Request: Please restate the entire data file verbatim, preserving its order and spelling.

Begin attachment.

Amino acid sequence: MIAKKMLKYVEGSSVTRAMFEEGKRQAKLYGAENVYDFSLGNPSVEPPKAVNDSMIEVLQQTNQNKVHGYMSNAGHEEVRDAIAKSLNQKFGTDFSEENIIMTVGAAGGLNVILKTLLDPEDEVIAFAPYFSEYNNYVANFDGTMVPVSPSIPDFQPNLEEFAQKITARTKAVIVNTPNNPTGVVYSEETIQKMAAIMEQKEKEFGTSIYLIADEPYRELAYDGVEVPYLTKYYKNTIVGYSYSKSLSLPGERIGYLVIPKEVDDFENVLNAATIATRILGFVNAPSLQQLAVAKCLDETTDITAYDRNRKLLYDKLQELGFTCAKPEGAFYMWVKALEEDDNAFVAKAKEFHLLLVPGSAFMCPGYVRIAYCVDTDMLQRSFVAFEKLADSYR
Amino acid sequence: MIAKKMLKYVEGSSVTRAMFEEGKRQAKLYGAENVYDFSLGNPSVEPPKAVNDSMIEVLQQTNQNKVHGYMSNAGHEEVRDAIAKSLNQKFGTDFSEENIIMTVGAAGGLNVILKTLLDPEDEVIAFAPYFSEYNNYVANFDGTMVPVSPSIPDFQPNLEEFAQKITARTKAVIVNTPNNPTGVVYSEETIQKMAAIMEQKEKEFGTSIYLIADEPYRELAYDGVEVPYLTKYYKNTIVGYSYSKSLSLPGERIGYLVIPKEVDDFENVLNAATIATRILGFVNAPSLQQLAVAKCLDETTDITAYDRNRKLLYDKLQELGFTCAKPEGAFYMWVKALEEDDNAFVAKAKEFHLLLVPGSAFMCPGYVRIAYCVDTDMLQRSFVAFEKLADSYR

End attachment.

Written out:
Amino acid sequence: MIAKKMLKYVEGSSVTRAMFEEGKRQAKLYGAENVYDFSLGNPSVEPPKAVNDSMIEVLQQTNQNKVHGYMSNAGHEEVRDAIAKSLNQKFGTDFSEENIIMTVGAAGGLNVILKTLLDPEDEVIAFAPYFSEYNNYVANFDGTMVPVSPSIPDFQPNLEEFAQKITARTKAVIVNTPNNPTGVVYSEETIQKMAAIMEQKEKEFGTSIYLIADEPYRELAYDGVEVPYLTKYYKNTIVGYSYSKSLSLPGERIGYLVIPKEVDDFENVLNAATIATRILGFVNAPSLQQLAVAKCLDETTDITAYDRNRKLLYDKLQELGFTCAKPEGAFYMWVKALEEDDNAFVAKAKEFHLLLVPGSAFMCPGYVRIAYCVDTDMLQRSFVAFEKLADSYR
Amino acid sequence: MIAKKMLKYVEGSSVTRAMFEEGKRQAKLYGAENVYDFSLGNPSVEPPKAVNDSMIEVLQQTNQNKVHGYMSNAGHEEVRDAIAKSLNQKFGTDFSEENIIMTVGAAGGLNVILKTLLDPEDEVIAFAPYFSEYNNYVANFDGTMVPVSPSIPDFQPNLEEFAQKITARTKAVIVNTPNNPTGVVYSEETIQKMAAIMEQKEKEFGTSIYLIADEPYRELAYDGVEVPYLTKYYKNTIVGYSYSKSLSLPGERIGYLVIPKEVDDFENVLNAATIATRILGFVNAPSLQQLAVAKCLDETTDITAYDRNRKLLYDKLQELGFTCAKPEGAFYMWVKALEEDDNAFVAKAKEFHLLLVPGSAFMCPGYVRIAYCVDTDMLQRSFVAFEKLADSYR